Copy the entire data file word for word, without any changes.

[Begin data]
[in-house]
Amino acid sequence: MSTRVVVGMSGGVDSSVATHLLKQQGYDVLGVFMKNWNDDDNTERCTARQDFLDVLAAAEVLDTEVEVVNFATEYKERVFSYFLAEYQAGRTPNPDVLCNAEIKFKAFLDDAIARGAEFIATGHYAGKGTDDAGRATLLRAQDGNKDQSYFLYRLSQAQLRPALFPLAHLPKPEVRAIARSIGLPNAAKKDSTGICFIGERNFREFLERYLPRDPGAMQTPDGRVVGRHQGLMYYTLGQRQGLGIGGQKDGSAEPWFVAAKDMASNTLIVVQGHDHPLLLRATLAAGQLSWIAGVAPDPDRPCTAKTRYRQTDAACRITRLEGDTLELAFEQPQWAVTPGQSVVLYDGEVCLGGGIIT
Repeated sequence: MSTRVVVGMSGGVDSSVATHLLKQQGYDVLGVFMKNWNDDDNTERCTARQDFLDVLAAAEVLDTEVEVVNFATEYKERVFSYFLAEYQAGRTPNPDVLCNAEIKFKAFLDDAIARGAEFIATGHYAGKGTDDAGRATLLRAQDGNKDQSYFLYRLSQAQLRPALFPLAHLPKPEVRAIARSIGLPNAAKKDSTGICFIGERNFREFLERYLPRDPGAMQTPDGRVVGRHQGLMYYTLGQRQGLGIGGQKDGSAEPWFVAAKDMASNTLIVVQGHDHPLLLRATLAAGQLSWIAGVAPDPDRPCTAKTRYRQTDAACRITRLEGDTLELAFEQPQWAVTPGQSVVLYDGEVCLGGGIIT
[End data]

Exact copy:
[in-house]
Amino acid sequence: MSTRVVVGMSGGVDSSVATHLLKQQGYDVLGVFMKNWNDDDNTERCTARQDFLDVLAAAEVLDTEVEVVNFATEYKERVFSYFLAEYQAGRTPNPDVLCNAEIKFKAFLDDAIARGAEFIATGHYAGKGTDDAGRATLLRAQDGNKDQSYFLYRLSQAQLRPALFPLAHLPKPEVRAIARSIGLPNAAKKDSTGICFIGERNFREFLERYLPRDPGAMQTPDGRVVGRHQGLMYYTLGQRQGLGIGGQKDGSAEPWFVAAKDMASNTLIVVQGHDHPLLLRATLAAGQLSWIAGVAPDPDRPCTAKTRYRQTDAACRITRLEGDTLELAFEQPQWAVTPGQSVVLYDGEVCLGGGIIT
Repeated sequence: MSTRVVVGMSGGVDSSVATHLLKQQGYDVLGVFMKNWNDDDNTERCTARQDFLDVLAAAEVLDTEVEVVNFATEYKERVFSYFLAEYQAGRTPNPDVLCNAEIKFKAFLDDAIARGAEFIATGHYAGKGTDDAGRATLLRAQDGNKDQSYFLYRLSQAQLRPALFPLAHLPKPEVRAIARSIGLPNAAKKDSTGICFIGERNFREFLERYLPRDPGAMQTPDGRVVGRHQGLMYYTLGQRQGLGIGGQKDGSAEPWFVAAKDMASNTLIVVQGHDHPLLLRATLAAGQLSWIAGVAPDPDRPCTAKTRYRQTDAACRITRLEGDTLELAFEQPQWAVTPGQSVVLYDGEVCLGGGIIT